COMPARATIVE STUDY
JOURNAL ARTICLE

A neuropsychological investigation of male premutation carriers of fragile X syndrome

Caroline J Moore, Eileen M Daly, Nicole Schmitz, Flora Tassone, Carolyn Tysoe, Randi J Hagerman, Paul J Hagerman, Robin G Morris, Kieran C Murphy, Declan G M Murphy
Neuropsychologia 2004, 42 (14): 1934-47
15381024
It is currently thought that fragile X syndrome (FraX; the most common inherited form of learning disability) results from having more than 200 cytosine-guanine-guanine (CGG) trinucleotide repeats, with consequent methylation of the fragile X mental retardation (FMR1) gene and loss of FMR1 protein (FMRP). It was also considered that premutation carriers (with 55-200 CGG repeats) are unaffected, although a tremor/ataxia syndrome has recently been described in older adult male carriers. We reported that premutation expansion of CGG trinucleotide repeats affects brain anatomy, which, together with other studies, indicates that the molecular model for FraX needs modification. However, there are few studies on the cognitive ability of adult male premutation carriers. Thus, we selected 20 male premutation carriers on the basis of their genetic phenotype, and compared them to 20 male controls matched on age, IQ and handedness. We investigated intellectual functioning, executive function, memory, attention, visual and spatial perception, and language and pragmatics. The premutation carriers had significant impairments on tests of executive function (Verbal Fluency, Trail Making Test and Tower of London) and memory (Names sub-test of the Doors and People, Verbal Paired Associates Immediate Recall and Visual Paired Associates Delayed Recall sub-tests of the WMS-R, and Category Fluency Test for natural kinds). We therefore suggest that CGG trinucleotide repeats in the premutation range affect specific neuronal circuits that are concordant with specific neuropsychological deficits; and that these deficits reflect an emerging neuropsychological phenotype of premutation FraX.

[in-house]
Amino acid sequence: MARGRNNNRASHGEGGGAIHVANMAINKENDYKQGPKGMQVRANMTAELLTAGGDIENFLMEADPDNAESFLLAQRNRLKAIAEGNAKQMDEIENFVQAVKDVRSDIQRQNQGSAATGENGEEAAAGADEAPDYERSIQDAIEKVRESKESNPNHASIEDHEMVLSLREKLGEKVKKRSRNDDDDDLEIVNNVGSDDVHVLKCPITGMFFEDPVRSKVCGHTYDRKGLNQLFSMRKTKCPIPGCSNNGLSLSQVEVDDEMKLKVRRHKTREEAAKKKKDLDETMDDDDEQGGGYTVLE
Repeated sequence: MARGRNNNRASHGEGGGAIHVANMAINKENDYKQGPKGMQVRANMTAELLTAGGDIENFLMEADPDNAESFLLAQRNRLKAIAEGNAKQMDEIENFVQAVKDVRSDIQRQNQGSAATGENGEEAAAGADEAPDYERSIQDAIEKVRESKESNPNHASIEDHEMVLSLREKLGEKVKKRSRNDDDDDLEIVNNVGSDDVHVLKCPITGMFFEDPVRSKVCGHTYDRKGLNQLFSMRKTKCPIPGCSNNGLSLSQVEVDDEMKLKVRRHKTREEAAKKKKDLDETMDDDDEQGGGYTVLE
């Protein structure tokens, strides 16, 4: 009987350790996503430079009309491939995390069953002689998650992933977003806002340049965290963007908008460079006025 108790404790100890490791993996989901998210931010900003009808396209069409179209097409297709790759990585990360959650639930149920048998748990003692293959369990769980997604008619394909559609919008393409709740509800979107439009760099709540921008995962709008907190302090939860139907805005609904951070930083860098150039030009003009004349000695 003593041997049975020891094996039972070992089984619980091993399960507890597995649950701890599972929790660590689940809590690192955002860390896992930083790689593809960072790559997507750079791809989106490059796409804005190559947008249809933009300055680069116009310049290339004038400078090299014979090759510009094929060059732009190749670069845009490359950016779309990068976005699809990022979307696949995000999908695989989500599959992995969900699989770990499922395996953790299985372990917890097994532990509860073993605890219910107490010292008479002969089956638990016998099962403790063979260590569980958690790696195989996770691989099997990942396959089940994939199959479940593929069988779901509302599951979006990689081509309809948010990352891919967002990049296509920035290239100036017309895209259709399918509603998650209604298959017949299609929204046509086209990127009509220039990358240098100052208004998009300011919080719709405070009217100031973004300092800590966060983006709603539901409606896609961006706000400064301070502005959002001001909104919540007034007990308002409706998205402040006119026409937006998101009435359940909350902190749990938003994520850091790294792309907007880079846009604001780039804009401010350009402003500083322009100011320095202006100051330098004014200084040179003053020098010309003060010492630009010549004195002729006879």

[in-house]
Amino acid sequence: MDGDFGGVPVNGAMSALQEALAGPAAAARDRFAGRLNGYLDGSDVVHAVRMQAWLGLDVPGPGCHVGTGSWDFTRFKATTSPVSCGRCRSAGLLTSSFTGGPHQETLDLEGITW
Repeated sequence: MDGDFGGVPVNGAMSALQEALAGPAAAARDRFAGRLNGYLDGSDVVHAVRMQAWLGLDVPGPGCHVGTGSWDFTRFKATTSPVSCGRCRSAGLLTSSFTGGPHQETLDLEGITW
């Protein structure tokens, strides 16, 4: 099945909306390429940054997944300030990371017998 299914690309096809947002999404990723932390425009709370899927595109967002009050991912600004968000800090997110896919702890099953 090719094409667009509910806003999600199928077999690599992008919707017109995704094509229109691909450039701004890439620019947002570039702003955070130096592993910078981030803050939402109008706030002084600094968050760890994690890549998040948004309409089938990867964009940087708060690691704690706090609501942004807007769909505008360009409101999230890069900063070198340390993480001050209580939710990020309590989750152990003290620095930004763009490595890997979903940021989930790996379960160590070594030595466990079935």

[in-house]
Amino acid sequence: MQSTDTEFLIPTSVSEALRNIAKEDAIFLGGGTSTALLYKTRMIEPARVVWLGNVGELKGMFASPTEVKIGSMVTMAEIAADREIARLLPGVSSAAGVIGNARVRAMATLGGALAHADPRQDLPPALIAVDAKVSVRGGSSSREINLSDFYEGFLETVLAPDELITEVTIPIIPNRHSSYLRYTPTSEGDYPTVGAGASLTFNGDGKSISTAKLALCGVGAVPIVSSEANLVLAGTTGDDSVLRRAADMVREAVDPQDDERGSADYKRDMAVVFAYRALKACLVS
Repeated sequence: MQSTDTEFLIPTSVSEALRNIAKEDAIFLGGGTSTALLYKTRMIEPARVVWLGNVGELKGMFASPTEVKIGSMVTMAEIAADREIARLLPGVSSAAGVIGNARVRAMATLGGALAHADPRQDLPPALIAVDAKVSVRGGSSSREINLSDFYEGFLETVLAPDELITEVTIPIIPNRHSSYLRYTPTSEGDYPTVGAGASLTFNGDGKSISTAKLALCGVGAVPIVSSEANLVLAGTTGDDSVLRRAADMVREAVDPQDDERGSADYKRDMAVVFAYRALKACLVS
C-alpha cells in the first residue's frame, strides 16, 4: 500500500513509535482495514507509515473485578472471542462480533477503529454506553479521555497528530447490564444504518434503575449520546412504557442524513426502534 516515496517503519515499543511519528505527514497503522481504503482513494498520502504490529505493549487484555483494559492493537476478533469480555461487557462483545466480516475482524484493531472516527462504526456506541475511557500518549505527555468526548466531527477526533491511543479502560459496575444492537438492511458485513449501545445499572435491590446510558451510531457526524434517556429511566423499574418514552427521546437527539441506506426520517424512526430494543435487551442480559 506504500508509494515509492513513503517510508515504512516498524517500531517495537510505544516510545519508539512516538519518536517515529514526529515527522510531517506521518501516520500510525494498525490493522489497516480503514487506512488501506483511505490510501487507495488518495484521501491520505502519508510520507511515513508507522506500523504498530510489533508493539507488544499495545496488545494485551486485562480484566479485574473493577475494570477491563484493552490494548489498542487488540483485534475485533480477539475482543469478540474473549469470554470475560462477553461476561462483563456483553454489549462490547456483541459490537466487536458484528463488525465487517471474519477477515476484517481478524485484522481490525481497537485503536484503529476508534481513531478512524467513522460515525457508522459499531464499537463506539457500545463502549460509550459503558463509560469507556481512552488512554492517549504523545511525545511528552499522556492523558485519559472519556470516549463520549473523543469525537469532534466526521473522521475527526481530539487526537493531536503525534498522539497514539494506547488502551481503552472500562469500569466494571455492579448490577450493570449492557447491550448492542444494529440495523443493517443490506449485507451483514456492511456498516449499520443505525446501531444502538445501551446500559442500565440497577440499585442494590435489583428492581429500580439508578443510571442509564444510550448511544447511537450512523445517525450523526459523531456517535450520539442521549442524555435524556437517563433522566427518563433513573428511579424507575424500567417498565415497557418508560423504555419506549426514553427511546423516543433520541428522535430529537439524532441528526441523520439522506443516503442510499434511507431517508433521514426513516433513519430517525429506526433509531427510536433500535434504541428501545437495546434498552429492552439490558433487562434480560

Full Text Links

Find Full Text Links for this Article

Discussion

You are not logged in. Sign Up or Log In to join the discussion.

Related Papers

Remove bar
Read by QxMD icon Read
15381024
×

Save your favorite articles in one place with a free QxMD account.

×

Search Tips

Use Boolean operators: AND/OR

diabetic AND foot
diabetes OR diabetic

Exclude a word using the 'minus' sign

Virchow -triad

Use Parentheses

water AND (cup OR glass)

Add an asterisk (*) at end of a word to include word stems

Neuro* will search for Neurology, Neuroscientist, Neurological, and so on

Use quotes to search for an exact phrase

"primary prevention of cancer"
(heart or cardiac or cardio*) AND arrest -"American Heart Association"